"Sing out loud, in ESTHER’S HONOR!"
The final command from Ayana Evans during Panoply Performance Laboratory’s (Brooklyn, NY) closing festival, Metamorphosis (Nov 16-18) on Saturday, November 17th. Evans’ is holding her signature sparklers as neon blue & green wrist bracelets sway in the dark to the beat in nearly every hand and the room erupts in song,
“Your love is my love and my love is your love,” all faces turned towards Esther Neff.
We are two thirds of the way through performances on the second evening of the festival and so it’s time for tears, time for joy, seeing soft light in the dark, yes.
Co-founded by Esther Neff and Brian McCorkle, Panoply Performance Laboratory (or PPL) has served as a site of experimentation in performance art for nearly 7 years at it’s Meserole St. location in Bushwick. Before that, PPL's PERFORMANCY FORUM has been hosted by other sites, among them the infamous Grace Exhibition Space (which recently relocated from Brooklyn to Manhattan due to the rising price of rent). Metamorphosis marks the transition of a decade-worth of organizing and collaborative community work that has, both out of necessity and choice, resisted the gate-keeping capitalistic model of the art world, providing integral support to the performance scene in Brooklyn and beyond.
BROAD SENSE: Interviews and Event Recap
Marshall, North Carolina
By Quinn Dukes
Last October, six artists from across the United States were welcomed to the picturesque mountains of Marshall, North Carolina by curators and performance artists, Alice Vogler and Vela Oma for their multi-experiential event, Broad Sense.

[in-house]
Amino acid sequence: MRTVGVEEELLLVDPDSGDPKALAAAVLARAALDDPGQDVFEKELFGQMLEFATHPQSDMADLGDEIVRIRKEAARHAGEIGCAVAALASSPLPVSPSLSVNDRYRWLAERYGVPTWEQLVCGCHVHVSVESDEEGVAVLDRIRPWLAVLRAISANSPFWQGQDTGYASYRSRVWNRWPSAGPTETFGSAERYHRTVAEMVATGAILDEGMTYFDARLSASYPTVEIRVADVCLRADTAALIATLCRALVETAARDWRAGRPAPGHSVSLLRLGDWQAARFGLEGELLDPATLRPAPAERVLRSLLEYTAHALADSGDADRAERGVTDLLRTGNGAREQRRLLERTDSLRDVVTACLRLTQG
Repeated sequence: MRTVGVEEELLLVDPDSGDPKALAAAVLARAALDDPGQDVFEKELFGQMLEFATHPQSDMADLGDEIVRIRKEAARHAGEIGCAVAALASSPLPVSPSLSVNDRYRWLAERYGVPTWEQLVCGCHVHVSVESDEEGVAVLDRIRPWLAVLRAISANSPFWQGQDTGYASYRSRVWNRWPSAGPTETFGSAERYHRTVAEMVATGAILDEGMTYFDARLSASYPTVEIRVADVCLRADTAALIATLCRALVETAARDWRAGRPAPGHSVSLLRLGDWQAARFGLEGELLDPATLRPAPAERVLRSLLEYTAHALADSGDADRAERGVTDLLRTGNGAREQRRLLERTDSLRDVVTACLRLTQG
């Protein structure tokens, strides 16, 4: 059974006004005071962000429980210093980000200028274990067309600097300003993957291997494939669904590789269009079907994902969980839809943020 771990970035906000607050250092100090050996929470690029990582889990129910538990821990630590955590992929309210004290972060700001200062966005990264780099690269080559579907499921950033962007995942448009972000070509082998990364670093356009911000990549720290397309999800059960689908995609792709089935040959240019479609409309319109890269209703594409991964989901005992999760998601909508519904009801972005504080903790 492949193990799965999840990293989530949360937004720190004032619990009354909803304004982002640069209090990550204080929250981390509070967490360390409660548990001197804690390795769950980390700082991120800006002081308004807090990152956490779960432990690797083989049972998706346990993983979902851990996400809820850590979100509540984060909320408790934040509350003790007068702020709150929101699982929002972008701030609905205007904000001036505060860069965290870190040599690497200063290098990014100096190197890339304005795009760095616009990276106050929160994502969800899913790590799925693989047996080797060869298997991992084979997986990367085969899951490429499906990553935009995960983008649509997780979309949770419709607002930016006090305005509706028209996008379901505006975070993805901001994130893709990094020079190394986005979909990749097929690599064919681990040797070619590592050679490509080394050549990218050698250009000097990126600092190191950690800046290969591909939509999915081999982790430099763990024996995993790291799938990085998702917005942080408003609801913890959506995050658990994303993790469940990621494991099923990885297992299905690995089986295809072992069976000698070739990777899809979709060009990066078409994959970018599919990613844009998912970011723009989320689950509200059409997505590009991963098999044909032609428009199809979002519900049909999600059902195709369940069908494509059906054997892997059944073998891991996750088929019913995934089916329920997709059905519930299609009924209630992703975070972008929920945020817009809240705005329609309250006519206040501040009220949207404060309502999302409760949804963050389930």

I was delighted to receive an invitation to perform in Broad Sense despite the NYC stress cyclone I was managing at the time. I knew it would be a logistical challenge but the promise of nature, crisp air and performing with a group of artists that I have known and respected for years was irresistible. So, I fled NYC. Flight delays led to nearly missing my rental car pickup but I successfully retrieved my car and drove two hours to a magical place in the middle of nowhere. The next morning, I awoke to the sounds of event preparation and artist discussions of material, performance site location and politics. Collectively, the 6 of us (Sandy Huckleberry, Jeff Huckleberry, Joseph Raven, Phil Fryer (Moondrawn), Coorain Devin and yours truly) performed across multiple locations on the 7-acre property for 9 hours.
After Broad Sense concluded, I reached out to Vela, Alice and all participating artists to preserve the event's memory from multiple perspectives. Performance art documentation typically counts on visual documentation but in a campfire discussion, we realized that our collective memories write the history of performance. It was a beautiful weekend of local community exploring unknown paths in sporadic rain showers to discover durational outdoor actions. I am pleased to share the event through the words of the artists and thoughtful curators.